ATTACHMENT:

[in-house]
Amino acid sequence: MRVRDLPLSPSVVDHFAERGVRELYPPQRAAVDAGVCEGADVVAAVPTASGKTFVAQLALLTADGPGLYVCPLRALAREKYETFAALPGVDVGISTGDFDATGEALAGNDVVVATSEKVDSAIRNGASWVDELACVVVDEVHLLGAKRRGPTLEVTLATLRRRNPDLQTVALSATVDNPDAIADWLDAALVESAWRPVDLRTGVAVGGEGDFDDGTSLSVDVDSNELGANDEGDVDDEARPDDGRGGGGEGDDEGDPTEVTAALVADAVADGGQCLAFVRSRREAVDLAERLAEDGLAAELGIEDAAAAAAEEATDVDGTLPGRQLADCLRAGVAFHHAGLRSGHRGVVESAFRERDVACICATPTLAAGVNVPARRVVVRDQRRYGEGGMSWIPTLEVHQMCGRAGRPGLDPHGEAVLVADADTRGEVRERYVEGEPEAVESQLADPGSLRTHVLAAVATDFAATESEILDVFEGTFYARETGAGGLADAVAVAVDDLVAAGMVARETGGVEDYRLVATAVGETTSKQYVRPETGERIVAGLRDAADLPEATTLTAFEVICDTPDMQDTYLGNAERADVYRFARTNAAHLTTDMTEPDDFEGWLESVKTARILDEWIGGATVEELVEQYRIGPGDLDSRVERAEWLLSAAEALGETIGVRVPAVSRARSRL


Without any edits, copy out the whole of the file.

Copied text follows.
[in-house]
Amino acid sequence: MRVRDLPLSPSVVDHFAERGVRELYPPQRAAVDAGVCEGADVVAAVPTASGKTFVAQLALLTADGPGLYVCPLRALAREKYETFAALPGVDVGISTGDFDATGEALAGNDVVVATSEKVDSAIRNGASWVDELACVVVDEVHLLGAKRRGPTLEVTLATLRRRNPDLQTVALSATVDNPDAIADWLDAALVESAWRPVDLRTGVAVGGEGDFDDGTSLSVDVDSNELGANDEGDVDDEARPDDGRGGGGEGDDEGDPTEVTAALVADAVADGGQCLAFVRSRREAVDLAERLAEDGLAAELGIEDAAAAAAEEATDVDGTLPGRQLADCLRAGVAFHHAGLRSGHRGVVESAFRERDVACICATPTLAAGVNVPARRVVVRDQRRYGEGGMSWIPTLEVHQMCGRAGRPGLDPHGEAVLVADADTRGEVRERYVEGEPEAVESQLADPGSLRTHVLAAVATDFAATESEILDVFEGTFYARETGAGGLADAVAVAVDDLVAAGMVARETGGVEDYRLVATAVGETTSKQYVRPETGERIVAGLRDAADLPEATTLTAFEVICDTPDMQDTYLGNAERADVYRFARTNAAHLTTDMTEPDDFEGWLESVKTARILDEWIGGATVEELVEQYRIGPGDLDSRVERAEWLLSAAEALGETIGVRVPAVSRARSRL